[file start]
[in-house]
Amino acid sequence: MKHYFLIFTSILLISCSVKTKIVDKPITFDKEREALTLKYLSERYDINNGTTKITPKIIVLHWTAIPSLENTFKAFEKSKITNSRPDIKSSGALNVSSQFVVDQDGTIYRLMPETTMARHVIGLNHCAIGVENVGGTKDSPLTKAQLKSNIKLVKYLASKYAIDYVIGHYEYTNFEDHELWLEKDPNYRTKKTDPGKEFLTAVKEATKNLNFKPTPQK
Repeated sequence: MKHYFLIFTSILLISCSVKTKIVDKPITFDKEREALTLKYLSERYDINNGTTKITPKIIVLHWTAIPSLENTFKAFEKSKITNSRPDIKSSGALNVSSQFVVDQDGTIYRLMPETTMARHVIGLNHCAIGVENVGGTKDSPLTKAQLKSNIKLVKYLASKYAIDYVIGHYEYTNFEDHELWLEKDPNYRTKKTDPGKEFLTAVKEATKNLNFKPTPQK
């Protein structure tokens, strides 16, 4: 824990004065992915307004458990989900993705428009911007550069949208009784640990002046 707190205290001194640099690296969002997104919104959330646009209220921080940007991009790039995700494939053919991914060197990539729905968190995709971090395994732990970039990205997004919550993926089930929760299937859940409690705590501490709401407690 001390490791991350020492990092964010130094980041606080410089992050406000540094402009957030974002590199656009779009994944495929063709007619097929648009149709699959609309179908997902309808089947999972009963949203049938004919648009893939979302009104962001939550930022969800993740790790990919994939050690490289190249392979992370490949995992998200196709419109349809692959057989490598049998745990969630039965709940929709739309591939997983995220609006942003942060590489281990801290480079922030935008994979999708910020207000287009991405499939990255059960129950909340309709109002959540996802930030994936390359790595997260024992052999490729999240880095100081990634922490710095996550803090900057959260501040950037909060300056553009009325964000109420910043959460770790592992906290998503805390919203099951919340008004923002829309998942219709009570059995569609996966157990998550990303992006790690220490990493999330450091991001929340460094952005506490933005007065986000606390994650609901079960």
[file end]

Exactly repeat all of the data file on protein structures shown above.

[in-house]
Amino acid sequence: MKHYFLIFTSILLISCSVKTKIVDKPITFDKEREALTLKYLSERYDINNGTTKITPKIIVLHWTAIPSLENTFKAFEKSKITNSRPDIKSSGALNVSSQFVVDQDGTIYRLMPETTMARHVIGLNHCAIGVENVGGTKDSPLTKAQLKSNIKLVKYLASKYAIDYVIGHYEYTNFEDHELWLEKDPNYRTKKTDPGKEFLTAVKEATKNLNFKPTPQK
Repeated sequence: MKHYFLIFTSILLISCSVKTKIVDKPITFDKEREALTLKYLSERYDINNGTTKITPKIIVLHWTAIPSLENTFKAFEKSKITNSRPDIKSSGALNVSSQFVVDQDGTIYRLMPETTMARHVIGLNHCAIGVENVGGTKDSPLTKAQLKSNIKLVKYLASKYAIDYVIGHYEYTNFEDHELWLEKDPNYRTKKTDPGKEFLTAVKEATKNLNFKPTPQK
């Protein structure tokens, strides 16, 4: 824990004065992915307004458990989900993705428009911007550069949208009784640990002046 707190205290001194640099690296969002997104919104959330646009209220921080940007991009790039995700494939053919991914060197990539729905968190995709971090395994732990970039990205997004919550993926089930929760299937859940409690705590501490709401407690 001390490791991350020492990092964010130094980041606080410089992050406000540094402009957030974002590199656009779009994944495929063709007619097929648009149709699959609309179908997902309808089947999972009963949203049938004919648009893939979302009104962001939550930022969800993740790790990919994939050690490289190249392979992370490949995992998200196709419109349809692959057989490598049998745990969630039965709940929709739309591939997983995220609006942003942060590489281990801290480079922030935008994979999708910020207000287009991405499939990255059960129950909340309709109002959540996802930030994936390359790595997260024992052999490729999240880095100081990634922490710095996550803090900057959260501040950037909060300056553009009325964000109420910043959460770790592992906290998503805390919203099951919340008004923002829309998942219709009570059995569609996966157990998550990303992006790690220490990493999330450091991001929340460094952005506490933005007065986000606390994650609901079960």